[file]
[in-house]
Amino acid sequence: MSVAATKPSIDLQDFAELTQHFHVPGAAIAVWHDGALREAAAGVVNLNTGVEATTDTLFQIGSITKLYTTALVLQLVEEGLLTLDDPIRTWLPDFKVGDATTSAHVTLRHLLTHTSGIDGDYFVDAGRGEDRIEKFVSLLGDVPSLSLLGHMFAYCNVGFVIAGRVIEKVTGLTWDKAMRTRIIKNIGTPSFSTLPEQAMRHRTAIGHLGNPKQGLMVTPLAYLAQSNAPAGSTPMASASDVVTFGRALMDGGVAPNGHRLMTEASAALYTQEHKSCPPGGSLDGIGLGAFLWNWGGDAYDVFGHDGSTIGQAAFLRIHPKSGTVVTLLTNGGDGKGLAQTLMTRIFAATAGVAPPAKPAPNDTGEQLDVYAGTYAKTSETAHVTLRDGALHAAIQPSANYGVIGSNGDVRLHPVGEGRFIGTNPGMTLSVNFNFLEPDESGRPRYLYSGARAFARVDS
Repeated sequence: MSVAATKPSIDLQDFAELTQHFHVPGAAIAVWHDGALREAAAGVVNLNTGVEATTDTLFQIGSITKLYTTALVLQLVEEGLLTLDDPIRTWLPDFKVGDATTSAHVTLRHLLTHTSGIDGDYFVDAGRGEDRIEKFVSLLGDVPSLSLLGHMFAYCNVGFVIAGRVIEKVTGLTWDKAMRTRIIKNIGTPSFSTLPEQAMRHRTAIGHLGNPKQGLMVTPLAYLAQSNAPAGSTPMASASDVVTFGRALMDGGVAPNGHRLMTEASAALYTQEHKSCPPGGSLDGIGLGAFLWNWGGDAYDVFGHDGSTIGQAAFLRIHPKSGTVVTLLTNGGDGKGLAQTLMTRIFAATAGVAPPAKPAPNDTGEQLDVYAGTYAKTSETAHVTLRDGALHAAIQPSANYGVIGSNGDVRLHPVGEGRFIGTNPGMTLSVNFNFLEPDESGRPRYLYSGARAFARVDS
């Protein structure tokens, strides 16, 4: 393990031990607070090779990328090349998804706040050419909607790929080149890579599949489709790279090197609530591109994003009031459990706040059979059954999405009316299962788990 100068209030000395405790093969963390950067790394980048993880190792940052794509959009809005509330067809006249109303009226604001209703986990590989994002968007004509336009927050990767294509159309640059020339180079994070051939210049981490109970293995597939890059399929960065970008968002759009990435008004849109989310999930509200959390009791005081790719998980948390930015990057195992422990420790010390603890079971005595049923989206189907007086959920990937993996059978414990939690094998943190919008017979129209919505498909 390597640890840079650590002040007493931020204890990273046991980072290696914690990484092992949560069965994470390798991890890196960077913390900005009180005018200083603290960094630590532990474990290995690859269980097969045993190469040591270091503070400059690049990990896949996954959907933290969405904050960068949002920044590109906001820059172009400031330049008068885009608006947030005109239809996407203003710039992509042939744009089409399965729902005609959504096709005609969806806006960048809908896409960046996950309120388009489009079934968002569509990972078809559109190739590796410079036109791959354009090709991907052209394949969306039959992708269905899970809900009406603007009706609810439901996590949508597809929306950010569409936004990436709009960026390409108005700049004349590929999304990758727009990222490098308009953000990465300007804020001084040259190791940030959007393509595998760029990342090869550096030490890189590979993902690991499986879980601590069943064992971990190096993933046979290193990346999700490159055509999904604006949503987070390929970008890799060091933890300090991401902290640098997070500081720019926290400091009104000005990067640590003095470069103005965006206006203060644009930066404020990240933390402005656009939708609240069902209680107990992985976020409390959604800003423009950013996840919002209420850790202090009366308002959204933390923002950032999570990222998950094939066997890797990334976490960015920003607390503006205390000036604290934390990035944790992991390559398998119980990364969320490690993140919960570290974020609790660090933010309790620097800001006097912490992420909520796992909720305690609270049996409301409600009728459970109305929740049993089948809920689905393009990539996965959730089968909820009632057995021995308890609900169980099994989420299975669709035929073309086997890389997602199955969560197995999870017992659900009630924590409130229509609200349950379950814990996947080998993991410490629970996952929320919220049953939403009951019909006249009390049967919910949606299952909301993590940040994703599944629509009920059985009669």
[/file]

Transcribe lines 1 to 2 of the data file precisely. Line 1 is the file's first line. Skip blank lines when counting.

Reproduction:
[in-house]
Amino acid sequence: MSVAATKPSIDLQDFAELTQHFHVPGAAIAVWHDGALREAAAGVVNLNTGVEATTDTLFQIGSITKLYTTALVLQLVEEGLLTLDDPIRTWLPDFKVGDATTSAHVTLRHLLTHTSGIDGDYFVDAGRGEDRIEKFVSLLGDVPSLSLLGHMFAYCNVGFVIAGRVIEKVTGLTWDKAMRTRIIKNIGTPSFSTLPEQAMRHRTAIGHLGNPKQGLMVTPLAYLAQSNAPAGSTPMASASDVVTFGRALMDGGVAPNGHRLMTEASAALYTQEHKSCPPGGSLDGIGLGAFLWNWGGDAYDVFGHDGSTIGQAAFLRIHPKSGTVVTLLTNGGDGKGLAQTLMTRIFAATAGVAPPAKPAPNDTGEQLDVYAGTYAKTSETAHVTLRDGALHAAIQPSANYGVIGSNGDVRLHPVGEGRFIGTNPGMTLSVNFNFLEPDESGRPRYLYSGARAFARVDS